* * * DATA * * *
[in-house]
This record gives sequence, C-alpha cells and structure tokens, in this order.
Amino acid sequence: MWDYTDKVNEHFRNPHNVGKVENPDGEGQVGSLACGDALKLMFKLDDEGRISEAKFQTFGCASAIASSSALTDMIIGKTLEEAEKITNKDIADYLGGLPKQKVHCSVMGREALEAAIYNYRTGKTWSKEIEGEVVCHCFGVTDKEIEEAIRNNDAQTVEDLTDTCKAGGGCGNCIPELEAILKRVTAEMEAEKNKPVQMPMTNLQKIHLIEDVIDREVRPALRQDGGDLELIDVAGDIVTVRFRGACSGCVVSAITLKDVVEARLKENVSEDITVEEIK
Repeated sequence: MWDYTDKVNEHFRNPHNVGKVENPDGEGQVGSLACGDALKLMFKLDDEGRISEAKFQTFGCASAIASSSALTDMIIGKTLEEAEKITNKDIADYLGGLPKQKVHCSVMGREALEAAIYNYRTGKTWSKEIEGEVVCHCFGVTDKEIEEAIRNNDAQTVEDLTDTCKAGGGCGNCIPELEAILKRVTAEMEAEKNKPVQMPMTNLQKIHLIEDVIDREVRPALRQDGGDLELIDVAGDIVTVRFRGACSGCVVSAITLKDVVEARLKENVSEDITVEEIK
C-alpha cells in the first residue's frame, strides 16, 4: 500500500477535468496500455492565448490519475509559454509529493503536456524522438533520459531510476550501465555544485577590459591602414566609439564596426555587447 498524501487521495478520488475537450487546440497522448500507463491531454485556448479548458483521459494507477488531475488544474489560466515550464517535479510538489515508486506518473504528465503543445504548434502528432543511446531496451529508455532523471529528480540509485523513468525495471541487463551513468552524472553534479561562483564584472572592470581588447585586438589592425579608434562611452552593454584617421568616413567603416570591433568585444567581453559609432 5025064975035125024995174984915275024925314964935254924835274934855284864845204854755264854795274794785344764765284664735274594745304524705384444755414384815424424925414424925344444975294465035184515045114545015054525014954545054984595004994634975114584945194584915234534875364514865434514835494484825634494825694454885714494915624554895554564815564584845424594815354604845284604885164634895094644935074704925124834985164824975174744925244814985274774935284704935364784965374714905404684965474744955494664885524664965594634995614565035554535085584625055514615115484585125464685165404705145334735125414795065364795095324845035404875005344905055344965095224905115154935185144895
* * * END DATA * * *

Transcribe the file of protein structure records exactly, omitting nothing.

[in-house]
This record gives sequence, C-alpha cells and structure tokens, in this order.
Amino acid sequence: MWDYTDKVNEHFRNPHNVGKVENPDGEGQVGSLACGDALKLMFKLDDEGRISEAKFQTFGCASAIASSSALTDMIIGKTLEEAEKITNKDIADYLGGLPKQKVHCSVMGREALEAAIYNYRTGKTWSKEIEGEVVCHCFGVTDKEIEEAIRNNDAQTVEDLTDTCKAGGGCGNCIPELEAILKRVTAEMEAEKNKPVQMPMTNLQKIHLIEDVIDREVRPALRQDGGDLELIDVAGDIVTVRFRGACSGCVVSAITLKDVVEARLKENVSEDITVEEIK
Repeated sequence: MWDYTDKVNEHFRNPHNVGKVENPDGEGQVGSLACGDALKLMFKLDDEGRISEAKFQTFGCASAIASSSALTDMIIGKTLEEAEKITNKDIADYLGGLPKQKVHCSVMGREALEAAIYNYRTGKTWSKEIEGEVVCHCFGVTDKEIEEAIRNNDAQTVEDLTDTCKAGGGCGNCIPELEAILKRVTAEMEAEKNKPVQMPMTNLQKIHLIEDVIDREVRPALRQDGGDLELIDVAGDIVTVRFRGACSGCVVSAITLKDVVEARLKENVSEDITVEEIK
C-alpha cells in the first residue's frame, strides 16, 4: 500500500477535468496500455492565448490519475509559454509529493503536456524522438533520459531510476550501465555544485577590459591602414566609439564596426555587447 498524501487521495478520488475537450487546440497522448500507463491531454485556448479548458483521459494507477488531475488544474489560466515550464517535479510538489515508486506518473504528465503543445504548434502528432543511446531496451529508455532523471529528480540509485523513468525495471541487463551513468552524472553534479561562483564584472572592470581588447585586438589592425579608434562611452552593454584617421568616413567603416570591433568585444567581453559609432 5025064975035125024995174984915275024925314964935254924835274934855284864845204854755264854795274794785344764765284664735274594745304524705384444755414384815424424925414424925344444975294465035184515045114545015054525014954545054984595004994634975114584945194584915234534875364514865434514835494484825634494825694454885714494915624554895554564815564584845424594815354604845284604885164634895094644935074704925124834985164824975174744925244814985274774935284704935364784965374714905404684965474744955494664885524664965594634995614565035554535085584625055514615115484585125464685165404705145334735125414795065364795095324845035404875005344905055344965095224905115154935185144895